Abolishing the income tax is made even more impractical as it concurrently places a strain on government revenue needed to fund essential state projects. Several programs are at risk of being rolled back, particularly in the transportation and infrastructure sector. According to the Transportation Coalition of Tennessee, there exist over 8 billion dollars worth of committed yet unfunded transportation projects in the state, including building and expanding bridges, highways, and weight stations. In Nashville, the major transit expansion plan is off to a sluggish start due to a shortage of available funds to construct all necessary components. Transportation and the lack of funds devoted to it has therefore become a major point of political dissatisfaction, with even current governor Bill Haslam admitting in an interview with the Transit Alliance of Middle Tennessee that “the state’s problem is one of math.”
Over the past few years, funding has also become scarce for secondary education in Tennessee. Several counties have had to close or defund schools as a result of budget cuts. Among these is Williamson County, one of the wealthiest areas in Tennessee, which is cutting the budget of its main school district by 2% in response to decreased funding. Historically, state funds have accounted for 55% of the district’s budget, but that number has dropped down to around 45%. Legislators in the county are being forced to consider raising the sales and property taxes to provide adequate funding for future budgets, an option that would again disproportionately harm the working class.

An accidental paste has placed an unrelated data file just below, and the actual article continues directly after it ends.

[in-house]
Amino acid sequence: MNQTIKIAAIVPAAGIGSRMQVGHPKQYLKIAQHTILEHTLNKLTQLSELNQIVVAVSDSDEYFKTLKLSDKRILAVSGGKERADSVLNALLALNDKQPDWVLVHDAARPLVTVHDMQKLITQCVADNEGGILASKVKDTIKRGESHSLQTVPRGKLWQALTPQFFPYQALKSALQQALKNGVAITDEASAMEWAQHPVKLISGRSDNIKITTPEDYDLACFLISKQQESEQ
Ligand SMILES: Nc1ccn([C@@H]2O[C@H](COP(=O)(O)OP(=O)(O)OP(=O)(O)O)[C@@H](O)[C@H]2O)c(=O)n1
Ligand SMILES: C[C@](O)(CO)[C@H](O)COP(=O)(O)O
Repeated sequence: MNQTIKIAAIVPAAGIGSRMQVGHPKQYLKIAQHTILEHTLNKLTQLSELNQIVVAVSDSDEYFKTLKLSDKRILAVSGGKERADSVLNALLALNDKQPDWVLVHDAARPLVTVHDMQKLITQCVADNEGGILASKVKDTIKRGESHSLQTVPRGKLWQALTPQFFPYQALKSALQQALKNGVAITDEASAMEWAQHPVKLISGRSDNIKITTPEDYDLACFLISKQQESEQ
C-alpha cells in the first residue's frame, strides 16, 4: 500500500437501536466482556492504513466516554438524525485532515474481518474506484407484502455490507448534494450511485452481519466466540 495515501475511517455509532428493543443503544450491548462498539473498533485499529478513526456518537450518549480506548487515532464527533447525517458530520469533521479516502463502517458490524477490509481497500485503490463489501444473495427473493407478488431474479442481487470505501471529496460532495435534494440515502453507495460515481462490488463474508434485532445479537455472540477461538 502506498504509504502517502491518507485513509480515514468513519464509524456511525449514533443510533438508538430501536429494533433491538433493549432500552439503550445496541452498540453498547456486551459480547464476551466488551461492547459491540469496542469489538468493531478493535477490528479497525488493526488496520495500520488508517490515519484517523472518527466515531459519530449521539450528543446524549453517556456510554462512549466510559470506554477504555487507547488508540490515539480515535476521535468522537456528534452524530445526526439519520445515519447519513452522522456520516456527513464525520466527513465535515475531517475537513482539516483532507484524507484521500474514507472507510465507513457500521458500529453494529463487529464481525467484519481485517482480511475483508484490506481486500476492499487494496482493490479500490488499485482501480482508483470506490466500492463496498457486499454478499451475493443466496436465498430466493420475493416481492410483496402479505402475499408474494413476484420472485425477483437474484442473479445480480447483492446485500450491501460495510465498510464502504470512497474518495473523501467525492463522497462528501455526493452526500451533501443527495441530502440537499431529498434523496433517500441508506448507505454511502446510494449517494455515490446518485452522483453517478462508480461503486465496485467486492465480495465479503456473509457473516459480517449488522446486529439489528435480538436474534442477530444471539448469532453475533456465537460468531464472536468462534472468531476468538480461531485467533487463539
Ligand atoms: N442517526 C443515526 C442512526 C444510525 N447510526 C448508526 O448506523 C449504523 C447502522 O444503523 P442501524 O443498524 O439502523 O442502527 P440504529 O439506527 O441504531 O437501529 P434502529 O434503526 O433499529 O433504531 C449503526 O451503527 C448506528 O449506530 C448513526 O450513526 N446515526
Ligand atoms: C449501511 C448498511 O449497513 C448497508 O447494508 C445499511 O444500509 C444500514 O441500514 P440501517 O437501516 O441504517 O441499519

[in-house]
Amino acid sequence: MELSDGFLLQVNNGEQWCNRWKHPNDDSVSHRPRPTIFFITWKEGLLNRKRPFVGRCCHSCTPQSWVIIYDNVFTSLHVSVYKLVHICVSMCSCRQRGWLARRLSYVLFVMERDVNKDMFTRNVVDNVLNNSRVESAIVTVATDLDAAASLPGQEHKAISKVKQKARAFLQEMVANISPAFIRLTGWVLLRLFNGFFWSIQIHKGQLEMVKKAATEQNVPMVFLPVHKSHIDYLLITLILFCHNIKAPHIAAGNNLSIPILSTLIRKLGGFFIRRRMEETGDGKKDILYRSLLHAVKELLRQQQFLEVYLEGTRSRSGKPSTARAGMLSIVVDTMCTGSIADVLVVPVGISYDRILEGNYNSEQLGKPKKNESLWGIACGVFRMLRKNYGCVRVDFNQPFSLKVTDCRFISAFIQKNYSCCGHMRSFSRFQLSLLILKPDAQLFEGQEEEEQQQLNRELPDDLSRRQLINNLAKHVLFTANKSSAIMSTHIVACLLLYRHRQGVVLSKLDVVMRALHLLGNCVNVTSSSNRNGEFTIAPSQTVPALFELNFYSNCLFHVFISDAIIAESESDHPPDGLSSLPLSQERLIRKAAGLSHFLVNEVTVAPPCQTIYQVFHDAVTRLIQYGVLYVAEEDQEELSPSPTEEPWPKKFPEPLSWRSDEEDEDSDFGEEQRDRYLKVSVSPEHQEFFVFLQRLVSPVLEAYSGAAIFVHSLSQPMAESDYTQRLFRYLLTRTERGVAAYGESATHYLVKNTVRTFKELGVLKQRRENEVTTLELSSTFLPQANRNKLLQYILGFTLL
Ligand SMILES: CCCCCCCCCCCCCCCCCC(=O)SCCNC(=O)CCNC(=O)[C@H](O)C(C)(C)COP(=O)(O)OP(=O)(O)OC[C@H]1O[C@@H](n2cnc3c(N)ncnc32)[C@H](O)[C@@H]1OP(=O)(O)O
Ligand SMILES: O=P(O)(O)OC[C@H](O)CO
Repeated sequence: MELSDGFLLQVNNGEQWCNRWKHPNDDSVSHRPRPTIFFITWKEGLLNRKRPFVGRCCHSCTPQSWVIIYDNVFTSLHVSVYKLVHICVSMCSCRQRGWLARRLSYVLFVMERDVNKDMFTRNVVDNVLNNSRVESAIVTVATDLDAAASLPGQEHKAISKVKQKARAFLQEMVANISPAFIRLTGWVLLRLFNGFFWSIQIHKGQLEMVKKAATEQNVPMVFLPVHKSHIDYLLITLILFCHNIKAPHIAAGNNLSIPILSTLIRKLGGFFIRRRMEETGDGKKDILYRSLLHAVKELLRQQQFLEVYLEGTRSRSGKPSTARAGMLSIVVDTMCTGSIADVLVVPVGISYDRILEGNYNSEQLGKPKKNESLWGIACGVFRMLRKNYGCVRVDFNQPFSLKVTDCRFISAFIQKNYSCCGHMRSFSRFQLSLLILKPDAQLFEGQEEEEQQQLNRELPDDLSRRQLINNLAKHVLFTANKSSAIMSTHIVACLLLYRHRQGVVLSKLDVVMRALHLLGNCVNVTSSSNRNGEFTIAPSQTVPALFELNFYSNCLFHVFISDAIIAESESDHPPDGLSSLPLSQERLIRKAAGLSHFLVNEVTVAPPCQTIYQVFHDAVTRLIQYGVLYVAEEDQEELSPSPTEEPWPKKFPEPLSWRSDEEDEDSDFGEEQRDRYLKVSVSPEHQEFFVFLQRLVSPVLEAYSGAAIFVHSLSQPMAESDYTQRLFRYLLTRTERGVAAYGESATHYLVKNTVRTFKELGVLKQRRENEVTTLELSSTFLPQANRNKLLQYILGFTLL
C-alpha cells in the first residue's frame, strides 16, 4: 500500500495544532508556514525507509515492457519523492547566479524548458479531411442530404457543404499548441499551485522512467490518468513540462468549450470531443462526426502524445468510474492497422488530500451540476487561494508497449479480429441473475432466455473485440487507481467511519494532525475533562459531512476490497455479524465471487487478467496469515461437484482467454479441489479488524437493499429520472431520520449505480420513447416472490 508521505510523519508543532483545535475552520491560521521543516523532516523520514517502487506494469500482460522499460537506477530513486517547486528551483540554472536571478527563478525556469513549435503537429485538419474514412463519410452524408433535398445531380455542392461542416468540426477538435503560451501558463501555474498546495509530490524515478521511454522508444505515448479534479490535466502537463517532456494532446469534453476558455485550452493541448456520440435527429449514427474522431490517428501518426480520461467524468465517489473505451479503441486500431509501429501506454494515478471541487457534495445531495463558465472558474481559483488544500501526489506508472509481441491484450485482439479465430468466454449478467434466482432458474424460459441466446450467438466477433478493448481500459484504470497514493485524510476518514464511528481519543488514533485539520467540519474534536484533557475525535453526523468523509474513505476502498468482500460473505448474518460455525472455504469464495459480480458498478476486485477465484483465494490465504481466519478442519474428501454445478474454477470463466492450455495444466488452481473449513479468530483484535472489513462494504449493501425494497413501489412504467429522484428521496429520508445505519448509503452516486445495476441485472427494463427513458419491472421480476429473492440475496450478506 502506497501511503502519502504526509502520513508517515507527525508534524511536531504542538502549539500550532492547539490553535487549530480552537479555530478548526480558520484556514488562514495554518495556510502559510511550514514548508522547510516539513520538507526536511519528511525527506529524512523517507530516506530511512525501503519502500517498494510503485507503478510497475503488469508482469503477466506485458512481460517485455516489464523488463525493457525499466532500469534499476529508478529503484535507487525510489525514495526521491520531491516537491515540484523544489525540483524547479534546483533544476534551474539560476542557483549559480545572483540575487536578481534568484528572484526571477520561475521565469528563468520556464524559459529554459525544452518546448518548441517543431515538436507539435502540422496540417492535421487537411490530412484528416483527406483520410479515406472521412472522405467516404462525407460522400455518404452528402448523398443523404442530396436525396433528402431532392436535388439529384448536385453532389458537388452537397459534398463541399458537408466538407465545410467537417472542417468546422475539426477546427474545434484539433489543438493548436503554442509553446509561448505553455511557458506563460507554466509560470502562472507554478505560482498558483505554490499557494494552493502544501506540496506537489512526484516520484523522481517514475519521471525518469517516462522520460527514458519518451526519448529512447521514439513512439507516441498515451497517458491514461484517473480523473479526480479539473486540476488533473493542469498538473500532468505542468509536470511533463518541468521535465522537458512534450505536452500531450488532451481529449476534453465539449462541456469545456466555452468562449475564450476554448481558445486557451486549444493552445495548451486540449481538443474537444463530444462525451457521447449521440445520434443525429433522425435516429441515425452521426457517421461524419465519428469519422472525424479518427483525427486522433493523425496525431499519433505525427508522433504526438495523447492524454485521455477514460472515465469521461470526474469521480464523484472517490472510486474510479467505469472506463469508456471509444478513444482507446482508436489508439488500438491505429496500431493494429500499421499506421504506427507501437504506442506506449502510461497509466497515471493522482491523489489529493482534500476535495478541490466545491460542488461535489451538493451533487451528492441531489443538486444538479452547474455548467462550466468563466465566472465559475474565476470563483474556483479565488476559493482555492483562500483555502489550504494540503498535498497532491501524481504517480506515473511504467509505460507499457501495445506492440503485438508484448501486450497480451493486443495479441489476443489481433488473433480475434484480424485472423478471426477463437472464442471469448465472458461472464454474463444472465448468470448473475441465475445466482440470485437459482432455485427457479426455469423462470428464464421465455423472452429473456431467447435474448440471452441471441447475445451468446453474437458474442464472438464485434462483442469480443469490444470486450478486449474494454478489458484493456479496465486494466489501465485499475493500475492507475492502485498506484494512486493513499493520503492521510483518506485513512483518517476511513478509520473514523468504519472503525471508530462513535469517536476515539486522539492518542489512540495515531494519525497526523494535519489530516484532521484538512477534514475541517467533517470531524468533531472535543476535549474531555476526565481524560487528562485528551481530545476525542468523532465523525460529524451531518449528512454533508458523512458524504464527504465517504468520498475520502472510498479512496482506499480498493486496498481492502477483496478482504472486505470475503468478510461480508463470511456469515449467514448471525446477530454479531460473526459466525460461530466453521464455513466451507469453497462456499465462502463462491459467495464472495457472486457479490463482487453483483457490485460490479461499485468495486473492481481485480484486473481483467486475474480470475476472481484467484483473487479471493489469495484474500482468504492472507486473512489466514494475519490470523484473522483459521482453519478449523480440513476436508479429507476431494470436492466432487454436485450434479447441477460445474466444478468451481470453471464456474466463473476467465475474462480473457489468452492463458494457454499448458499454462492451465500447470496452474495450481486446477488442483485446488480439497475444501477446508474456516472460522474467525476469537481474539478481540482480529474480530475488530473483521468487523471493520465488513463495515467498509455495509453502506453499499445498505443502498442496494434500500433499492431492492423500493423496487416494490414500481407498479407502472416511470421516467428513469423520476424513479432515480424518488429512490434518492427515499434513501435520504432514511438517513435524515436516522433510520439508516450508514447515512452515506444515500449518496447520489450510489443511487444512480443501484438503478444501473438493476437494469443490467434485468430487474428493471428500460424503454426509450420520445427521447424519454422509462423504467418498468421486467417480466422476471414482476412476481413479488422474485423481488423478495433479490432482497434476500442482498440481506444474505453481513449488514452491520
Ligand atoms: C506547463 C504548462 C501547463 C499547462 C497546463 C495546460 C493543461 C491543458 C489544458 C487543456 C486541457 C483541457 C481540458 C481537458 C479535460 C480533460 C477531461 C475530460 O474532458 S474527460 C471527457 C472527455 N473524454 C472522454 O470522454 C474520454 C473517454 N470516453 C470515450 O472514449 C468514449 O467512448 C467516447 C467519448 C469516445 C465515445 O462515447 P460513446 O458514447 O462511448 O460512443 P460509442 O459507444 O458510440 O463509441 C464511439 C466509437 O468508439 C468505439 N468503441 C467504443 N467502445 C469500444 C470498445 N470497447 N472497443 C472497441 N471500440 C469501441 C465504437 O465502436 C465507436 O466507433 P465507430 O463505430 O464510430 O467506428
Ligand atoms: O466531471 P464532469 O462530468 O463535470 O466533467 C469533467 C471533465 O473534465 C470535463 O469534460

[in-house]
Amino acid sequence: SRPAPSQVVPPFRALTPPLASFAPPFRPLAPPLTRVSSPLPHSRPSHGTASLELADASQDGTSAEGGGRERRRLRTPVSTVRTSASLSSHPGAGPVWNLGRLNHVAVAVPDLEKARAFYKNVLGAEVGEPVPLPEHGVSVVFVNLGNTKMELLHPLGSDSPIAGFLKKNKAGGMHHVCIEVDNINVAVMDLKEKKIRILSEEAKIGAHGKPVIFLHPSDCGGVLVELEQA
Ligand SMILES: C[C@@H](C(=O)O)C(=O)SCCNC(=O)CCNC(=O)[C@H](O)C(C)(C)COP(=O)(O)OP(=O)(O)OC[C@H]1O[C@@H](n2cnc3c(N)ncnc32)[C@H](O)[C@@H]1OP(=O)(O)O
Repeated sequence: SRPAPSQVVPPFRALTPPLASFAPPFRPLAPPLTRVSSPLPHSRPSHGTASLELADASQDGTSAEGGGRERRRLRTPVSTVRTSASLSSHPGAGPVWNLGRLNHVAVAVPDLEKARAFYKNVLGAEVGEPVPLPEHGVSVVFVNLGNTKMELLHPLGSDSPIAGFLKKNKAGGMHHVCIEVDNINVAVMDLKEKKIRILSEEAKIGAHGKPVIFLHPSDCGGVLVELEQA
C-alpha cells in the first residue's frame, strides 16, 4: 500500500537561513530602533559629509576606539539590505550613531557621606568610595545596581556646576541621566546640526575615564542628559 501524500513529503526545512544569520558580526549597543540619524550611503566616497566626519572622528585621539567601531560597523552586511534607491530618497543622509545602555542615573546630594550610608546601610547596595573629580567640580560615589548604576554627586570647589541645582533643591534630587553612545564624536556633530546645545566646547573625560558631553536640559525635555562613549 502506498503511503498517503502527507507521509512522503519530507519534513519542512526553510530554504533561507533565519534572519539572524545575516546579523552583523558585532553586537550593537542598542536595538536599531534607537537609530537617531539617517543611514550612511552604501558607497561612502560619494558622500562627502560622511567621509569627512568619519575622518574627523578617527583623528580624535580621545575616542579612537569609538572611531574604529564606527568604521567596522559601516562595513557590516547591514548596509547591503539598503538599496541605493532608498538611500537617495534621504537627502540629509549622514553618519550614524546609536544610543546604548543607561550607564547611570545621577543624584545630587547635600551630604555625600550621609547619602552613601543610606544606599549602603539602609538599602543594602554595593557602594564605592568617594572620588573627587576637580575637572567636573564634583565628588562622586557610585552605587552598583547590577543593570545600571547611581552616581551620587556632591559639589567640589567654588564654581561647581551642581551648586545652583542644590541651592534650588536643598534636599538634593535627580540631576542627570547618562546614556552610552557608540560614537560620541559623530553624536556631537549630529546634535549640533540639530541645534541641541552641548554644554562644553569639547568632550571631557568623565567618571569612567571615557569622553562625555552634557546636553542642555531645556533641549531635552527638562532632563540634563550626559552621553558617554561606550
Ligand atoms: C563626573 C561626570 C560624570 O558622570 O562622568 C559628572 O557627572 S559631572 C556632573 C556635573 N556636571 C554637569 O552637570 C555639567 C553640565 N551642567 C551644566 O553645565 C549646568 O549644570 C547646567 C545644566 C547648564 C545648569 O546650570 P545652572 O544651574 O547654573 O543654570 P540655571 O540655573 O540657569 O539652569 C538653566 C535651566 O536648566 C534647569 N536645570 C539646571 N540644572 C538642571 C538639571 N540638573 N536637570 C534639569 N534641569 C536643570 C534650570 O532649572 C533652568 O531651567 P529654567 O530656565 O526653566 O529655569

While a lack of funding for government programs is a complex issue that involves several political factors, levying an income tax would substantially increase government revenue and provide more flexibility for the state to increase budgets for struggling initiatives. Further reducing taxes for wealthy residents should be one of the last considerations when the government is supplied with inadequate funds for programs designed to support all residents. The latest repeal in this tax code reinforces a political trend and system allowing the wealthiest to gain a radically disproportionate amount of economic power and influence, while those that earn the least are forced to pay more than their share. Tennessee’s tax code is an exemplary model for showing how an excessively regressive plan largely favors the upper class and intensifies socioeconomic inequality.